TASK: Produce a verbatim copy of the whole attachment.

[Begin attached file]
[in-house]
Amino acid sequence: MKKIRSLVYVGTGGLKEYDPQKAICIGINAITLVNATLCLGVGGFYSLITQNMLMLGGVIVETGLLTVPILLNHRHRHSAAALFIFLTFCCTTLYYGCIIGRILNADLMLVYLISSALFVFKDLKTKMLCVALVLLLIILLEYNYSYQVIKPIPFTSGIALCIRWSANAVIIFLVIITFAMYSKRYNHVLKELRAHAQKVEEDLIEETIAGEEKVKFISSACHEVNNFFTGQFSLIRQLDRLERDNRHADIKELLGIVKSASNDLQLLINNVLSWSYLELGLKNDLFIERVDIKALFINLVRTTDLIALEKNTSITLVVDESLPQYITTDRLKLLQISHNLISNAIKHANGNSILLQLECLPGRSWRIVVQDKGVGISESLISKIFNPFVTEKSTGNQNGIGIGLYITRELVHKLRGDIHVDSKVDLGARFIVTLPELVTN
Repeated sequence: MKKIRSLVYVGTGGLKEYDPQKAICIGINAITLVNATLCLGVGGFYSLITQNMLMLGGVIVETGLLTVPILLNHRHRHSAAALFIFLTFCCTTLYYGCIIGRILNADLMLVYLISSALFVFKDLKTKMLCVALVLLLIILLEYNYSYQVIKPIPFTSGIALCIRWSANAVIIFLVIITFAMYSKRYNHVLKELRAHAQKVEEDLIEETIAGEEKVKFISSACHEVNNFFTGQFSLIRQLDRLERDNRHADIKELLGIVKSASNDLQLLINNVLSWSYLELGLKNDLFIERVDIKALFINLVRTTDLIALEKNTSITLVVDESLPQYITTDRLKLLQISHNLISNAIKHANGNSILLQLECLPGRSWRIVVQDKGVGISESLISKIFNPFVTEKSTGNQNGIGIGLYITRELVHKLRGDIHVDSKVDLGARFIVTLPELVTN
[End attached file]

[in-house]
Amino acid sequence: MKKIRSLVYVGTGGLKEYDPQKAICIGINAITLVNATLCLGVGGFYSLITQNMLMLGGVIVETGLLTVPILLNHRHRHSAAALFIFLTFCCTTLYYGCIIGRILNADLMLVYLISSALFVFKDLKTKMLCVALVLLLIILLEYNYSYQVIKPIPFTSGIALCIRWSANAVIIFLVIITFAMYSKRYNHVLKELRAHAQKVEEDLIEETIAGEEKVKFISSACHEVNNFFTGQFSLIRQLDRLERDNRHADIKELLGIVKSASNDLQLLINNVLSWSYLELGLKNDLFIERVDIKALFINLVRTTDLIALEKNTSITLVVDESLPQYITTDRLKLLQISHNLISNAIKHANGNSILLQLECLPGRSWRIVVQDKGVGISESLISKIFNPFVTEKSTGNQNGIGIGLYITRELVHKLRGDIHVDSKVDLGARFIVTLPELVTN
Repeated sequence: MKKIRSLVYVGTGGLKEYDPQKAICIGINAITLVNATLCLGVGGFYSLITQNMLMLGGVIVETGLLTVPILLNHRHRHSAAALFIFLTFCCTTLYYGCIIGRILNADLMLVYLISSALFVFKDLKTKMLCVALVLLLIILLEYNYSYQVIKPIPFTSGIALCIRWSANAVIIFLVIITFAMYSKRYNHVLKELRAHAQKVEEDLIEETIAGEEKVKFISSACHEVNNFFTGQFSLIRQLDRLERDNRHADIKELLGIVKSASNDLQLLINNVLSWSYLELGLKNDLFIERVDIKALFINLVRTTDLIALEKNTSITLVVDESLPQYITTDRLKLLQISHNLISNAIKHANGNSILLQLECLPGRSWRIVVQDKGVGISESLISKIFNPFVTEKSTGNQNGIGIGLYITRELVHKLRGDIHVDSKVDLGARFIVTLPELVTN